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Society and Culture

Terrorist warnings affect political attitudes, says Vanderbilt researcher

Sep. 1, 2009—When citizens in the United States and Mexico are confronted by terrorist threats, they cope in ways that can put significant stresses on the nations' democracies, according to research by political scientists at Vanderbilt and Claremont.

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Obama’s appointees: some strong, some not, Vanderbilt expert finds

Aug. 25, 2009—A Vanderbilt University political scientist's study of President Obama's appointments during his first six months in office finds some agencies are receiving significantly more qualified presidential appointees than others.

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Why Obama’s birth certificate issue won’t go away: Vanderbilt expert

Jul. 30, 2009—The controversy over President Obama's birth certificate will not go away as long as he refuses to release sealed records, including the original birth certificate, according to Carol Swain, professor of political science and law at Vanderbilt University.

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VU sociologists analyze American music forms and their changes over time

May. 28, 2009—Vanderbilt sociologists Jennifer Lena and Richard Peterson analyzed 60 samples of American music and found that each one --over time -- took on forms that were roughly comparable during their developmental sequences. The professors call these four distinct genre types Avant-garde, Scene-based, Industry-based and Traditionalist. "Classification as Culture: Types and Trajectories of Music Genres" has been published in the American Sociological Review.

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Conventional views on liberalism and Black Power challenged by VU professor

May. 22, 2009—Black Power's complex relationship with liberalism during the civil rights era and the surprising consequences of that interaction are explored in Devin Fergus' book Liberalism, Black Power, and the Making of American Politics, 1965-1980.

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New generation of African American scholars seek leadership roles

May. 12, 2009—A new generation of African American theology scholars are striving to define their place at the intersections of religion, social causes and education. Next month, more than 40 of them from across the country will gather at Vanderbilt University to discuss the challenges on this formidable road.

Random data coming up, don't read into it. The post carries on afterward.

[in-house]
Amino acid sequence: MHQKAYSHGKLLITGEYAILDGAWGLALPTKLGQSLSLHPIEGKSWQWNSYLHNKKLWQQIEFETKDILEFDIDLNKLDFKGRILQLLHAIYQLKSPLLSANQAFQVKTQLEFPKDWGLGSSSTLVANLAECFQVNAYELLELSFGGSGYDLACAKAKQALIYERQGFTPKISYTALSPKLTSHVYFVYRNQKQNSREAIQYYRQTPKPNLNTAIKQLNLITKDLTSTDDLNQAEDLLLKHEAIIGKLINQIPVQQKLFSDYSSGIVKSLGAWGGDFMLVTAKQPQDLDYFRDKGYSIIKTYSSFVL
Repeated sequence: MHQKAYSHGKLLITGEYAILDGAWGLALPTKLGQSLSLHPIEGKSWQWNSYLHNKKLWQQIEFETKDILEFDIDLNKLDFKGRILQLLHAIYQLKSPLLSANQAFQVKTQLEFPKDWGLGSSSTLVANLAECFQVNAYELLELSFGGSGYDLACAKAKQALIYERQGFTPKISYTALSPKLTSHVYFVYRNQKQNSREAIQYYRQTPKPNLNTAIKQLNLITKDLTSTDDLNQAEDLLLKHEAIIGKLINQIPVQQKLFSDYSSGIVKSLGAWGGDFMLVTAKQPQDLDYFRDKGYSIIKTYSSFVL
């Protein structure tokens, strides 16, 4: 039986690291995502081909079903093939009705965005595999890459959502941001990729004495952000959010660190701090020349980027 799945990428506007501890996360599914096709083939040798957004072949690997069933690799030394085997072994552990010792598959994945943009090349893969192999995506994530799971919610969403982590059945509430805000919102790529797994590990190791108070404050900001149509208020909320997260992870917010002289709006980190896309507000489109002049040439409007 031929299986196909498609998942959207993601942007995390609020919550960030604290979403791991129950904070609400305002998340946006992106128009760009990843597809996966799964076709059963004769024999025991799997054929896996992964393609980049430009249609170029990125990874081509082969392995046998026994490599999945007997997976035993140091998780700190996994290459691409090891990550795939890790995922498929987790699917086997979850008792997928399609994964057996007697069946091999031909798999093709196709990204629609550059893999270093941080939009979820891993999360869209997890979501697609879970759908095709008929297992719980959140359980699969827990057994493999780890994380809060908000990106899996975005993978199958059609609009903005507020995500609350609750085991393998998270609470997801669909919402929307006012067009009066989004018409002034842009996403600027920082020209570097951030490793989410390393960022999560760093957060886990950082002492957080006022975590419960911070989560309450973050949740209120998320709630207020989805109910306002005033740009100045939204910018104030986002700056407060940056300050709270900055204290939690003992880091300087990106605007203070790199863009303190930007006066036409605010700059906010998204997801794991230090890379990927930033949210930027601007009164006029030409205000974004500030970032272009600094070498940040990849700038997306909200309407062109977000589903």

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Will a bad economy hurt democracy?

May. 1, 2009—Results from the latest AmericasBarometer Survey showing what the impact of worldwide economic decline might mean for democratic consolidation in Latin America will be presented on May 8 at the Inter-American Dialogue in Washington, D.C. The presentation by Vanderbilt University political scientists Mitchell Seligson and Elizabeth Zechmeister is titled "Economic Shocks and Democratic Vulnerabilities: Evidence from the AmericasBarometer Survey."

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Black church participation up in urban areas; family programs, economics and real-world sermons drive attendance

Apr. 1, 2009—Churches with predominantly black congregations are thriving in urban and suburban areas, and the most successful churches employ a variety of sophisticated marketing and programming strategies to draw members, a new study by Vanderbilt University researcher Sandra Barnes finds. The research offers insights into what successful black churches have in common today, when parishioners have more choices and expect more from their churches than they have in the past.

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President’s cabinet secretaries control the pork, Vanderbilt research finds

Mar. 17, 2009—While many people associate the word "pork" with lawmakers' wasteful spending for pet projects, new Vanderbilt research demonstrates the importance of cabinet secretaries and their political ideology in the distribution of lucrative federal grants.

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How Obama uses rhetoric to bring together nation key to inaugural, says Vanderbilt speech expert

Jan. 19, 2009—One of the most important themes to listen for in Barack Obama's inaugural address is a call for a united American body or citizenry, says Vanessa Beasley, an associate professor of communication studies at Vanderbilt University. Beasley is the author of You, The People: American National Identity in Presidential Rhetoric, which looks at previous inaugural addresses from 1885 to 2001.

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Vanderbilt expert: Tennessee legislative coup could benefit Williams in long run

Jan. 14, 2009—Voters in Tennessee House Speaker Kent Williams' district could continue to support and re-elect the Elizabethton representative – even if he switches parties – says Vanderbilt University political scientist Christian Grose.

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Obama presidency signals new era in America’s struggle with self-identity, says Vanderbilt historian

Jan. 8, 2009—America's arduous struggle over competing visions of nationhood involving race is a giant step closer to resolution with the presidential inauguration of Barack Obama, says Vanderbilt University historian Gary Gerstle.

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